Rule 2.304 Persons Before Whom Depositions May Be Taken

(A) Within the United States. Within the United States or within a territory or insular possession subject to the dominion of the United States, depositions may be taken

(1) before a person authorized to administer oaths by the laws of Michigan, the United States, or the place where the examination is held;

(2) before a person appointed by the court in which the action is pending; or

(3) before a person on whom the parties agree by stipulation under MCR 2.302(F)(1).

A person acting under subrule (A)(2) or (3) has the power to administer oaths, take testimony, and do all other acts necessary to take a deposition.

(B) In Foreign Countries. In a foreign country, depositions may be taken

(1) on notice before a person authorized to administer oaths in the place in which the examination is held, by either the law of that place or of the United States; or

(2) before a person commissioned by the court, and a person so commissioned has the power by virtue of the commission to administer a necessary oath and take testimony; or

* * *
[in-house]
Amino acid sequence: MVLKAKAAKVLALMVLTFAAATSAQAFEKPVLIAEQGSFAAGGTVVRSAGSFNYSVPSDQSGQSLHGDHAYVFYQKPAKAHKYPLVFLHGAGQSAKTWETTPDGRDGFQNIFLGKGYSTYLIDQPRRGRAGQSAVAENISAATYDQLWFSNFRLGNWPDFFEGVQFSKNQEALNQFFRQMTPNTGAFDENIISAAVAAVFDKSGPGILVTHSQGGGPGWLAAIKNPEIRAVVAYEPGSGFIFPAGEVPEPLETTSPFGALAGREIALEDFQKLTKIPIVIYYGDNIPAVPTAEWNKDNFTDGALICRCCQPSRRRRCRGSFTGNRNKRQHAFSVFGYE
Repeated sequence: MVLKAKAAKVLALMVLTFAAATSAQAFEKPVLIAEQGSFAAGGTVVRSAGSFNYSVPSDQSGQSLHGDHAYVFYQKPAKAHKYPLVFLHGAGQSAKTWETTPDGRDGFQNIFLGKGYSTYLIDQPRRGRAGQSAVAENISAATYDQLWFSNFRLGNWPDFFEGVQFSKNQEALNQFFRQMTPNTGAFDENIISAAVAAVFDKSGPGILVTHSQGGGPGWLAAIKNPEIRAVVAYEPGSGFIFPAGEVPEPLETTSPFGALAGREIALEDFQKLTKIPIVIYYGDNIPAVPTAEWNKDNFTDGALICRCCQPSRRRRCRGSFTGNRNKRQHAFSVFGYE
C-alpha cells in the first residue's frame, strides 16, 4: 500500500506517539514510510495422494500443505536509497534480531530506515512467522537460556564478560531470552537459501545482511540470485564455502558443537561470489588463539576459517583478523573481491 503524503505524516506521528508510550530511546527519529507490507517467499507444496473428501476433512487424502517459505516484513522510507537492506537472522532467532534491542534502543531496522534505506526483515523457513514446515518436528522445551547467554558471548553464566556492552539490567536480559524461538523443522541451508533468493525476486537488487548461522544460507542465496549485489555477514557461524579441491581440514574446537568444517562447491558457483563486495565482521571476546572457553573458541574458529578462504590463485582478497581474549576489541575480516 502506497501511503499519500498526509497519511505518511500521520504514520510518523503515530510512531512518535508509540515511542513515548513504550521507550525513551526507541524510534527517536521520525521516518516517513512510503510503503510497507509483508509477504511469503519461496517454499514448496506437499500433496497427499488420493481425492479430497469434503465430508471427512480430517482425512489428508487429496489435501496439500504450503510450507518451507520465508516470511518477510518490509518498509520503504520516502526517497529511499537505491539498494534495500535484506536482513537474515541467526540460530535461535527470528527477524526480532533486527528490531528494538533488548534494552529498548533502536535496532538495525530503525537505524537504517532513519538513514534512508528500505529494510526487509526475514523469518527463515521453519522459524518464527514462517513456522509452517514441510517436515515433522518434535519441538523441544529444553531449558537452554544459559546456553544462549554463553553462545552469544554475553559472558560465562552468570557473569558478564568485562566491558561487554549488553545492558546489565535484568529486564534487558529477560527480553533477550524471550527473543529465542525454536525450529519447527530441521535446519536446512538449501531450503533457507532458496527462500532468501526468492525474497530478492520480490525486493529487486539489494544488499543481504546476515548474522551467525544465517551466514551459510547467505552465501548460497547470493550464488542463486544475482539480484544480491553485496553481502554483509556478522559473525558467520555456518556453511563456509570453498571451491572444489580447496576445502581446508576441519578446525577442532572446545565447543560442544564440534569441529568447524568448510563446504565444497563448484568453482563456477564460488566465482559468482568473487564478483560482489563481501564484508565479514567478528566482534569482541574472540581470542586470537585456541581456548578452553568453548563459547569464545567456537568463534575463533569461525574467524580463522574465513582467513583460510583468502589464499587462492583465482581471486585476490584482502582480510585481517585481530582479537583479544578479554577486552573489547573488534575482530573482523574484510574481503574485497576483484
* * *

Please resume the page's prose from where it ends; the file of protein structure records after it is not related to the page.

(3) pursuant to a letter rogatory.

A commission or a letter rogatory may be issued on motion and notice and on terms that are just and appropriate. It is not requisite to the issuance of a commission or a letter rogatory that the taking of the deposition in another manner is impracticable or inconvenient; both a commission and a letter rogatory may be issued in a proper case. A notice or commission may designate the person before whom the deposition is to be taken either by name or descriptive title. A letter rogatory may be addressed “To the Appropriate Authority in [name of country].” Evidence obtained in response to a letter rogatory need not be excluded merely because it is not a verbatim transcript or the testimony was not taken under oath, or because of a similar departure from the requirements for depositions taken within the United States under these rules.

(C) Disqualification for Interest. Unless the parties agree otherwise by stipulation in writing or on the record, a deposition may not be taken before a person who is

(1) a relative or employee of or an attorney for a party,

(2) a relative or employee of an attorney for a party, or

(3) financially interested in the action.